Quantum cryptography
  • Plymouth Lecture Theatre, Portland Square Building, Plymouth University

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From 2000 BC right to Enigma in WWII, cryptography was based upon substitution ciphers and was relying on a key exchange. However, can you exchange a secret message with somebody you have never met before? 

A positive answer to this question is nowadays of vital importance, for example, e-commerce. With the advent of Public Key Cryptography, and most notably RSA, the mathematics of the 20th century has delivered just that. At the beginning of the 21st century, it is physics now, and cryptography is literally awaiting a "quantum leap": Can you transmit a key in the open and be sure that nobody has eavesdropped? 

In this talk, Professor Kurt Langfeld will introduce the paradigms of the Quantum World. You will learn to read Free Mason ciphers, and you will understand the concept of RSA. Kurt will then explain and illustrate Quantum Cryptography. There will be a hands-on experience as well: Using paper and pencil, create a key the "quantum way"!

This talk is open to all but registration is required via the Eventbrite website. Important note: If you have already booked for this event, please note it has been re-scheduled from the original slot in November to this new date in December.

Please note that this event is available to book online through Eventbrite. Eventbrite is a third-party data capture tool which is not owned or managed by Plymouth University. Information about how your data is treated can be found on Eventbrite’s Privacy Policy webpage. If you wish to attend this event but do not wish to use Eventbrite to book your place, please contact the organiser directly.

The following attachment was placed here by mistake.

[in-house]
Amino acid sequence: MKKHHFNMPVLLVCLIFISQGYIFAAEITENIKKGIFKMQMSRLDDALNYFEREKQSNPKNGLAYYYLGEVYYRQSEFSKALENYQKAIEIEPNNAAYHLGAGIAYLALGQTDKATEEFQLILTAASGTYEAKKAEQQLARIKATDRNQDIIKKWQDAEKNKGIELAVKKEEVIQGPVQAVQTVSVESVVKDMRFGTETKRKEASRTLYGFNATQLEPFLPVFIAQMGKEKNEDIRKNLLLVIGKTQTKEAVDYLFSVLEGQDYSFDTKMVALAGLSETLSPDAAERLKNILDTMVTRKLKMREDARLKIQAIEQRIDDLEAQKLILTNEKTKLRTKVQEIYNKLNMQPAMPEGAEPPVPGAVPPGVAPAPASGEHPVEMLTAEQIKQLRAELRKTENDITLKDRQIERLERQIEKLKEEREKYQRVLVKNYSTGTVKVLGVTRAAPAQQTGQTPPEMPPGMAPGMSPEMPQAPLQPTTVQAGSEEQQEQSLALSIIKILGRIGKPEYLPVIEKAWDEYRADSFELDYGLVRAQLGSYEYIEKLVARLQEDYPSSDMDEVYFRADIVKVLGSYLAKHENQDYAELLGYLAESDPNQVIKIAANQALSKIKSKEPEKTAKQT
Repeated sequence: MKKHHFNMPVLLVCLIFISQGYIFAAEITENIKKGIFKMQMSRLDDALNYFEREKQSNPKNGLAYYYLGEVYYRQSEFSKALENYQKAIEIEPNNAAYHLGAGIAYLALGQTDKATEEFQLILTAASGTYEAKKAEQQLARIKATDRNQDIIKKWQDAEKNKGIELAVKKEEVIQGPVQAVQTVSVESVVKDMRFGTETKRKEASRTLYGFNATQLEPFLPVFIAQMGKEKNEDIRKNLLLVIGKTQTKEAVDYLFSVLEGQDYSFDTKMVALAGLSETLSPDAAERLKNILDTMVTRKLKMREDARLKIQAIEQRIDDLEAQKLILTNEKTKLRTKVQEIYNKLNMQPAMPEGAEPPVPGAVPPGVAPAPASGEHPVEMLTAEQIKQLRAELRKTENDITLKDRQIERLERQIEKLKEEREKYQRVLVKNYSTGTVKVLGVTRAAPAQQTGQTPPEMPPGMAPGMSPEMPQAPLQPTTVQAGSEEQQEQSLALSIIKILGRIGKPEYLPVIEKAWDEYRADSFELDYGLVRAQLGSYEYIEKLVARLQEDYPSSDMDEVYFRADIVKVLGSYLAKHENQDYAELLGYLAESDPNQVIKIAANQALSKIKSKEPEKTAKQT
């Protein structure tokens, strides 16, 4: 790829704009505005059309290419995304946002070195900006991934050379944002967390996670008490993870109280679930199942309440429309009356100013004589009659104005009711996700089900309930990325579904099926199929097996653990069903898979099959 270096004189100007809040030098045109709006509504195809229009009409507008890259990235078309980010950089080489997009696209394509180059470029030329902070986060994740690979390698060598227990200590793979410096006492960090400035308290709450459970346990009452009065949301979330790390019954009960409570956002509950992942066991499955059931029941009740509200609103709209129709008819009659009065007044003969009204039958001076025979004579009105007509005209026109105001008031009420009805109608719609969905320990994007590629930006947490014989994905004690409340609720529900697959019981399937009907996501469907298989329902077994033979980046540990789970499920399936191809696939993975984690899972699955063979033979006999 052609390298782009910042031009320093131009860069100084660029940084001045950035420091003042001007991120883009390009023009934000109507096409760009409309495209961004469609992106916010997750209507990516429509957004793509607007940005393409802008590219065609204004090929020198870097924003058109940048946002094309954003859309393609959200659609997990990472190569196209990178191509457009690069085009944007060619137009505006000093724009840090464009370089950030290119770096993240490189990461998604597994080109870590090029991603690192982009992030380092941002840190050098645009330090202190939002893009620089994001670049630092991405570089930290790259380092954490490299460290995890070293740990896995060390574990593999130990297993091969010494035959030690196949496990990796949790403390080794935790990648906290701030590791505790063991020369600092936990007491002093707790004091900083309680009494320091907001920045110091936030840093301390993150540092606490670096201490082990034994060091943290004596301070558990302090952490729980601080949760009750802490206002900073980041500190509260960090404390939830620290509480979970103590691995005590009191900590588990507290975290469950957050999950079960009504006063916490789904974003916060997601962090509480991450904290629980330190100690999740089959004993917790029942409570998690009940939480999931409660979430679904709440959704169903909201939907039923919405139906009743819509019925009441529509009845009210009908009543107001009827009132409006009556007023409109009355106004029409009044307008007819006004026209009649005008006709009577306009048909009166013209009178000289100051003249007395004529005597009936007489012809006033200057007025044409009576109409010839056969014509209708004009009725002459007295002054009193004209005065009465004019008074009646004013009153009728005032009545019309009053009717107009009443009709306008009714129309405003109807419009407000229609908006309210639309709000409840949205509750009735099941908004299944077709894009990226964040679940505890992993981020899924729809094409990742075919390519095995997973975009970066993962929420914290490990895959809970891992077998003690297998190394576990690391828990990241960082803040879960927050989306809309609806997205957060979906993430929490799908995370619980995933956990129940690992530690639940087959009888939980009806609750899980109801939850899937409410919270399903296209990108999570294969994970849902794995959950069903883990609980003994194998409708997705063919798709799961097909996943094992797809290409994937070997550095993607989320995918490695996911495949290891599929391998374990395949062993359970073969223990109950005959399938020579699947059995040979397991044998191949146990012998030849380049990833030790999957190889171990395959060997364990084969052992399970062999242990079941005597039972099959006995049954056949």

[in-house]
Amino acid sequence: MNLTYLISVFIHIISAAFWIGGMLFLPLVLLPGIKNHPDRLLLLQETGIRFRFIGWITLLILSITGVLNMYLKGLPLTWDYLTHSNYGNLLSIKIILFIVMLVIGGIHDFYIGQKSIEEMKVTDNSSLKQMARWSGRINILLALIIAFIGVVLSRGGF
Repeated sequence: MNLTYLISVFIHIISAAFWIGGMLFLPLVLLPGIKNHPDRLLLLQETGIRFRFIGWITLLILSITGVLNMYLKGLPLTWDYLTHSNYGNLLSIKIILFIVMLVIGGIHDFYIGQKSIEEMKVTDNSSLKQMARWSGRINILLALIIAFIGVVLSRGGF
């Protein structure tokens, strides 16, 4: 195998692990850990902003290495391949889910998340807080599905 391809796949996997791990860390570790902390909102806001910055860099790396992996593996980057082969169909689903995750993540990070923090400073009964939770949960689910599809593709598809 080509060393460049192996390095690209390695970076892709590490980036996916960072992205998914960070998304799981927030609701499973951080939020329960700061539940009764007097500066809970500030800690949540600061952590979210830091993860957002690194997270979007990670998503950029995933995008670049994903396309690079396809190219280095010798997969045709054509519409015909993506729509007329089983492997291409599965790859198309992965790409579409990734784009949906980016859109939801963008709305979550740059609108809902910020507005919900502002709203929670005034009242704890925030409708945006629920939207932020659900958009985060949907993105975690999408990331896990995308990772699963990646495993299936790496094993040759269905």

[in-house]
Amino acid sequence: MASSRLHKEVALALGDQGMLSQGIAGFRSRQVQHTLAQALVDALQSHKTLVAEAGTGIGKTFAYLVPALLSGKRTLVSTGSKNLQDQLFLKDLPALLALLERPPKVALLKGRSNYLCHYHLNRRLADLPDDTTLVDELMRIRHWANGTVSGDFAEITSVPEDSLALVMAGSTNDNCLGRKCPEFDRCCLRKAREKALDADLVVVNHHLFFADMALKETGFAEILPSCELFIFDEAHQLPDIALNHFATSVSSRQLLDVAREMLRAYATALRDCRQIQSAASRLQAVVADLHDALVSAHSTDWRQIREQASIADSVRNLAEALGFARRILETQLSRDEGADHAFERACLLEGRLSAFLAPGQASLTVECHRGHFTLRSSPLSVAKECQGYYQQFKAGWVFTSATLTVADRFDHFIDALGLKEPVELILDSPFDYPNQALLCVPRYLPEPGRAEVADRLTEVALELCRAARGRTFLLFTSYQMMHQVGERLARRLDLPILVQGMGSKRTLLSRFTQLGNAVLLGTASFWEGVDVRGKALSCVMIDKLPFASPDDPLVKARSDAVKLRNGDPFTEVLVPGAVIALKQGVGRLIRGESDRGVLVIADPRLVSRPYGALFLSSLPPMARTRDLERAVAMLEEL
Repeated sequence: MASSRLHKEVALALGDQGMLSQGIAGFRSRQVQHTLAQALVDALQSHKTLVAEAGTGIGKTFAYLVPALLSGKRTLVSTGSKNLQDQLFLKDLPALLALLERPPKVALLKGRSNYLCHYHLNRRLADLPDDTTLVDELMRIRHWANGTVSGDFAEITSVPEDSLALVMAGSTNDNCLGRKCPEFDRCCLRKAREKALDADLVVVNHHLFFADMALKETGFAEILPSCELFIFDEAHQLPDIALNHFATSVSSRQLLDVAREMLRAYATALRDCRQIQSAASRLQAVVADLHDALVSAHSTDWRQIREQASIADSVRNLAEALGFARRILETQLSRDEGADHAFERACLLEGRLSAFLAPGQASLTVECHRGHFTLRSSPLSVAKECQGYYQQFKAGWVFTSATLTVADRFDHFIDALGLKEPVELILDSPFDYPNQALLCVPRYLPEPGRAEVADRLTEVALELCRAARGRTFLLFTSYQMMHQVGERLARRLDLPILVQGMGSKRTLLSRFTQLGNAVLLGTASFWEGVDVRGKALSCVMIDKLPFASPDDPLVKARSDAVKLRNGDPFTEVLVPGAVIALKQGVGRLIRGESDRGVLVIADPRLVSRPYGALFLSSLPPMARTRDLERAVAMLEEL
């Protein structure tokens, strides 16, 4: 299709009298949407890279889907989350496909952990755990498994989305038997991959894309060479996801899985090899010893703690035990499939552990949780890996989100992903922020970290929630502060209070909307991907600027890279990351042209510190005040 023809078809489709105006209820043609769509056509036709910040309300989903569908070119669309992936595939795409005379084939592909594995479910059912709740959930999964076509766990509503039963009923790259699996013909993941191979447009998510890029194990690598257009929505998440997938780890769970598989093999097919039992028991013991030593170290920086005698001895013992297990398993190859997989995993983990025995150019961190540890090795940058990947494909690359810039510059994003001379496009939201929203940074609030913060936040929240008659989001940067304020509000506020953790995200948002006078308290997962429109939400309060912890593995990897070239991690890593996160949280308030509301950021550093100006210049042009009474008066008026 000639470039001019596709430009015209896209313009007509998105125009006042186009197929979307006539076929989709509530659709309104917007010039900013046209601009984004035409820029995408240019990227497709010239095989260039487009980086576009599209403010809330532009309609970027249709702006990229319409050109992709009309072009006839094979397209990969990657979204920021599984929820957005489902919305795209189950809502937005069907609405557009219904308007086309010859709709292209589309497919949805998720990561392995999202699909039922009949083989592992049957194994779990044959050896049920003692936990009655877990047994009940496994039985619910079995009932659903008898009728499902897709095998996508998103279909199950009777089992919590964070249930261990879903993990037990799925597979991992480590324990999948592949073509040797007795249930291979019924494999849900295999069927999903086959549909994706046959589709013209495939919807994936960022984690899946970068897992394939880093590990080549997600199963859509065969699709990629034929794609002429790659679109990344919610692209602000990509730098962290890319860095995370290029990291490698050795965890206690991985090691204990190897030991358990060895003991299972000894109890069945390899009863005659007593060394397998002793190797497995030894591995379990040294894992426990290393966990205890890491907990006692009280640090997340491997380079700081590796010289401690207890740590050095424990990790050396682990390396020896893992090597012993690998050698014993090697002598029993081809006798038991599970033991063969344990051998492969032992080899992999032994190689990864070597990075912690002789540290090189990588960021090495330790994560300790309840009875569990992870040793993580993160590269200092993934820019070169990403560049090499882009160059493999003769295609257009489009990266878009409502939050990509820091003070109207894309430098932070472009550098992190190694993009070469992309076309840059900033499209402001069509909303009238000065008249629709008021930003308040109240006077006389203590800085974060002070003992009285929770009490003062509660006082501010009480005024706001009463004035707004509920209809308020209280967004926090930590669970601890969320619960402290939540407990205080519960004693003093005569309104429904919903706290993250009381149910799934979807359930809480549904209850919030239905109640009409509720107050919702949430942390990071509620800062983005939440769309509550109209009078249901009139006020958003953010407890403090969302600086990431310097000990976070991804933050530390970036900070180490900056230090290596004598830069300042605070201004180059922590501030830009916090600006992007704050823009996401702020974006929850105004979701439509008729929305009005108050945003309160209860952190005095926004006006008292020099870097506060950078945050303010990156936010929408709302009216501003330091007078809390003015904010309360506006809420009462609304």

Speaker: Professor Kurt Langfeld, Plymouth University

With a PhD in Theoretical Physics in 1991, Kurt started an active research career in Quantum Physics and Particle Physics. Based at the University of Tuebingen, 1991-2006, his research saw him visiting many centres around the world such as the Niels-Bohr Institute, Copenhagen, the INT in Seattle, the CEA, in Saclay, Paris or the KIAS in Seoul, Korea. In 2006, he joined the Particle Physics group at Plymouth University, where he became Professor in Theoretical Physics in 2012. He is an associated member of the CERN Theory Institute and a member of the German Physical Society.

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